Take every salt report with a pinch of salt

Filed under: Health, Science — Tags: — Nicholas Russon @ 09:11

Salt is bad for you, as we’ve been told for years and years. It raises your blood pressure and makes you more prone to strokes and other nasty health issues. Except … perhaps not:

The more salt we eat, the more water our body retains. This increases blood pressure, at least until our kidneys flush out the salt and water. Those who see salt as a problem believe that the effect on blood pressure is more lasting, and that if too much salt is ingested over a long period of time it will cause hypertension and perhaps death. A much-cited study carried out by America’s National Institutes of Health in 2001, called the DASH-sodium study, found that participants put on diets that were lower in sodium than the control group ended up with significantly lower blood pressure. This study forms the basis for many of the public-health pronouncements that demonise salt. America’s dietary guidelines, based on “a strong body of evidence”, put salt at the top of the list of things to avoid.

The body of evidence, though, is rather weaker than the American government lets on. The DASH study is one of many that have looked at the effects of salt intake on health. Others have failed to produce similar results. The English study mentioned above finds a correlation, but other factors — such as a simultaneous decline in smoking — seem more likely to account for the improved health outcomes. In 2011 two meta-analyses, which look at the results from many different studies, were published by the Cochrane Collaboration, a non-profit that reviews medical evidence. The first found that reducing salt intake leads to lower blood pressure, but concluded that there is “insufficient evidence” that this will lead to fewer premature deaths or a lower incidence of heart disease. The second concluded, rather simply, that “we do not know if low salt diets improve or worsen health outcomes.” The authors went on to say that “after more than 150 [randomised controlled trials] and 13 population studies without an obvious signal in favour of sodium reduction, another position could be to accept that such a signal may not exist.”

Some researchers go a step further, claiming that reducing salt intake actually increases a person’s risk of dying. The body needs some amount of sodium; if it gets too little the kidney secretes an enzyme called renin that can lead to hypertension. Some studies have found that low sodium levels were associated with increased risk of heart failure. Others suggest that a low sodium-to-potassium ratio may be the key to heart health. Much depends on the individual. The evidence is inconclusive, yet public-health officials have long presented the link between salt and heart disease as if it were fact. Such confidence is not warranted. There are plenty of reasons to avoid a full English breakfast, but salt may not be one of them.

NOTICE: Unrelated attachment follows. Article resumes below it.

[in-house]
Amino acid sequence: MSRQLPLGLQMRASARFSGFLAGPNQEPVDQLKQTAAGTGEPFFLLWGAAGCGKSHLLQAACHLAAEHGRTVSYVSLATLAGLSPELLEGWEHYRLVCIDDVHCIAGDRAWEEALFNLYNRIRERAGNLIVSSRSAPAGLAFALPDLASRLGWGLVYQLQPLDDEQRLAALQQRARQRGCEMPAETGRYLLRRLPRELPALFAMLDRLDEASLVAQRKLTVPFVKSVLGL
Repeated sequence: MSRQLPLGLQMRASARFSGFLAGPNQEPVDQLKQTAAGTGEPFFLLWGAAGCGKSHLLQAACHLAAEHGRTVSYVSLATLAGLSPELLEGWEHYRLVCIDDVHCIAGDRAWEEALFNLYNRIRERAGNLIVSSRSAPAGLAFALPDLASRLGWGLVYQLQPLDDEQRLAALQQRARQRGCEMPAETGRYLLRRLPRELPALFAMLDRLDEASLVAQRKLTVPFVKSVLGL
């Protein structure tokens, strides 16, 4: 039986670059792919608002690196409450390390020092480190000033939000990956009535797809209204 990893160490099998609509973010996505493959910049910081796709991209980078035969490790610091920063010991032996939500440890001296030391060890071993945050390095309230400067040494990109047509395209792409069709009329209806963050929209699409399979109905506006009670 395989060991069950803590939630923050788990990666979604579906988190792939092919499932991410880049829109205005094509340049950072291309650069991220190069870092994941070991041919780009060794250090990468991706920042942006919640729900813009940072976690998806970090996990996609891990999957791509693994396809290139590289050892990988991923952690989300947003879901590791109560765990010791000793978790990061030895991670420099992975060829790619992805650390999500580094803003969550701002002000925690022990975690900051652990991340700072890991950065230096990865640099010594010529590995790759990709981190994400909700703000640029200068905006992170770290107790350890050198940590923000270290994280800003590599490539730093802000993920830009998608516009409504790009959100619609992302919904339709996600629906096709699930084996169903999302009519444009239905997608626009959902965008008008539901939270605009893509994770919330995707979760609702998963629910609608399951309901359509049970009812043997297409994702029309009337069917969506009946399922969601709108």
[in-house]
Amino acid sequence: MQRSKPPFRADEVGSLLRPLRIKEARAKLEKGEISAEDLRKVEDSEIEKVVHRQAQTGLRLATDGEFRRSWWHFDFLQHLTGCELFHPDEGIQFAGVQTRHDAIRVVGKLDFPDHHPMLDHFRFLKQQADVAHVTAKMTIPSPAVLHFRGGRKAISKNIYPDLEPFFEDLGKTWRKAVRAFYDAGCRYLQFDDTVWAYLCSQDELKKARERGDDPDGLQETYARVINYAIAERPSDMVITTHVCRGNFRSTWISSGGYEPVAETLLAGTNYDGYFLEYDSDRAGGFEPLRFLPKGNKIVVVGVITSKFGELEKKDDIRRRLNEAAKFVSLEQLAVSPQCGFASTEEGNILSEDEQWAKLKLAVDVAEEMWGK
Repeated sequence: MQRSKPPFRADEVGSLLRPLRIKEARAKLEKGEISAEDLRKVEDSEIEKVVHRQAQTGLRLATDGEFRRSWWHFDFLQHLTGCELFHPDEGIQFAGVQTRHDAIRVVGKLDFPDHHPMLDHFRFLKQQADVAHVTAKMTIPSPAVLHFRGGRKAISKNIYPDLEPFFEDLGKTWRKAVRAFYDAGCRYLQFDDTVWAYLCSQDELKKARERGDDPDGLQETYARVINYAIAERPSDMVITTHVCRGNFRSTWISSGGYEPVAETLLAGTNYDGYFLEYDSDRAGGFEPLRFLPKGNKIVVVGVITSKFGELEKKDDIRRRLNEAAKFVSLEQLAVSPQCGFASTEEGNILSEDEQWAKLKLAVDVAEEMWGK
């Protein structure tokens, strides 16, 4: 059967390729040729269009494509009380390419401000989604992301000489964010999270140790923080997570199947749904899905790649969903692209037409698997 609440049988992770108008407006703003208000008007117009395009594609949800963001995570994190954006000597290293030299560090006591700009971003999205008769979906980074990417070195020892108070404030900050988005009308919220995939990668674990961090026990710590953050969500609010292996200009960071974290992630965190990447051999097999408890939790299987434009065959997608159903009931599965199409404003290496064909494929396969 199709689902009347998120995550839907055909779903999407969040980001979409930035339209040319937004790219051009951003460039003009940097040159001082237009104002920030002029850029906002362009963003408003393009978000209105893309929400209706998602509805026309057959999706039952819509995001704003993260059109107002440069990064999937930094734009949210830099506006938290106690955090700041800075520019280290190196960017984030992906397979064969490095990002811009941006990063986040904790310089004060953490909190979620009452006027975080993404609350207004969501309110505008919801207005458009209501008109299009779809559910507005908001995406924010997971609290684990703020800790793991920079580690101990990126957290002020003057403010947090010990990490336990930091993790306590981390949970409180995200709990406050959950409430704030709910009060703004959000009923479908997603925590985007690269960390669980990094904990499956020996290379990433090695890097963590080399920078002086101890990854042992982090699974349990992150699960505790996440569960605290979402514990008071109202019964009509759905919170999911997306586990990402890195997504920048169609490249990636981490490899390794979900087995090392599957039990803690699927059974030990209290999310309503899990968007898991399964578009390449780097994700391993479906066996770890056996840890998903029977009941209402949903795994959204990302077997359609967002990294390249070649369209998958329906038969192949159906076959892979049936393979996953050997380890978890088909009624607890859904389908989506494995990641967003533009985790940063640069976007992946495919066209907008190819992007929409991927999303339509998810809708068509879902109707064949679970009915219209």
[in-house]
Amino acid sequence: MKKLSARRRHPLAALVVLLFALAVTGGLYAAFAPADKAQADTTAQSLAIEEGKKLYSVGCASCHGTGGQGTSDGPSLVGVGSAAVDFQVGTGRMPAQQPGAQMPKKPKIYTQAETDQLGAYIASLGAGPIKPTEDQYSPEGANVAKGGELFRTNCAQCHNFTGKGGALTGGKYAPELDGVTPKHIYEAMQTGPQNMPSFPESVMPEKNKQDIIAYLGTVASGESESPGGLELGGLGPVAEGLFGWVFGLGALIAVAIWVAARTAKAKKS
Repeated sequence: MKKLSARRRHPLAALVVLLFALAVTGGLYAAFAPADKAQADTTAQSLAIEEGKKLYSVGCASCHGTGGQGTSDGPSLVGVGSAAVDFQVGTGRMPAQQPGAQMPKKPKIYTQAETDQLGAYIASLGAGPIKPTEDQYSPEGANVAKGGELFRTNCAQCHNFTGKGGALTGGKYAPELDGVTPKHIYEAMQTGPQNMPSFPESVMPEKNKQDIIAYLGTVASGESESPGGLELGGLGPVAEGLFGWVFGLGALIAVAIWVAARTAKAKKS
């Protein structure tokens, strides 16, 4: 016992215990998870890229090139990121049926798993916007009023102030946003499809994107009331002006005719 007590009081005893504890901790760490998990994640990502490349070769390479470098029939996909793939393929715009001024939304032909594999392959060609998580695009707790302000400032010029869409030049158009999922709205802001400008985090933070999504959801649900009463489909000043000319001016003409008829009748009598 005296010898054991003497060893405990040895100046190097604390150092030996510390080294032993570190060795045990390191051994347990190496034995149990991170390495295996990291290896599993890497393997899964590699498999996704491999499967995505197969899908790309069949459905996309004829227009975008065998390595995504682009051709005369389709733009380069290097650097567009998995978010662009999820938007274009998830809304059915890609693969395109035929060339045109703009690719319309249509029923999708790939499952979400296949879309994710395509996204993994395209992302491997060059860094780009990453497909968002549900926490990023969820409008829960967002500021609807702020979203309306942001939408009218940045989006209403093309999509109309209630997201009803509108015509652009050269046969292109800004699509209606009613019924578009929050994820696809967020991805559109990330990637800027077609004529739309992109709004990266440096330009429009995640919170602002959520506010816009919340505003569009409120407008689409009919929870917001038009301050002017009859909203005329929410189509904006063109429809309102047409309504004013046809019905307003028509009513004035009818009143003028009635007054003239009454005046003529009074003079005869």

April 23, 2014

Happy Meal toys as human rights violations

Filed under: Business, Law, USA — Tags: , , , , — Nicholas Russon @ 09:16

Amy Otto on the attempt to sue McDonald’s because they were handing out “gendered” toys with their Happy Meals:

A recent article in Slate by Antonia Ayres-Brown, a junior in high school, details the valiant feminist struggle she ultimately brought to the Connecticut Commission on Human Rights and Opportunities against McDonald’s for … discriminating on the basis of sex in the distribution of Happy Meal toys. “Despite our evidence showing that, in our test, McDonald’s employees described the toys in gendered terms more than 79 percent of the time, the commission dismissed our allegations as ‘absurd’ and solely for the purposes of ‘titilation [sic] and sociological experimentation,’” she wrote.

Let’s leave aside the fact that Connecticut has a Commission on Human Rights and note that this girl sincerely believes McDonald’s offering toys described, at times, as being for a girl or for a boy is a human rights violation.

While I admire the girl’s plucky disposition and effort, I do hope one day she learns to channel her energy into productive uses that will advance her cause in positive ways. This could have all been solved by her parents simply encouraging her to ask for the toy she wants. If girls are continually taught that they as individuals have no power to negotiate a situation as simple as “I’d like that toy” without the Connecticut Commission on Human Rights getting involved, I submit that these women are proving the case that they should not be put in positions of leadership or power.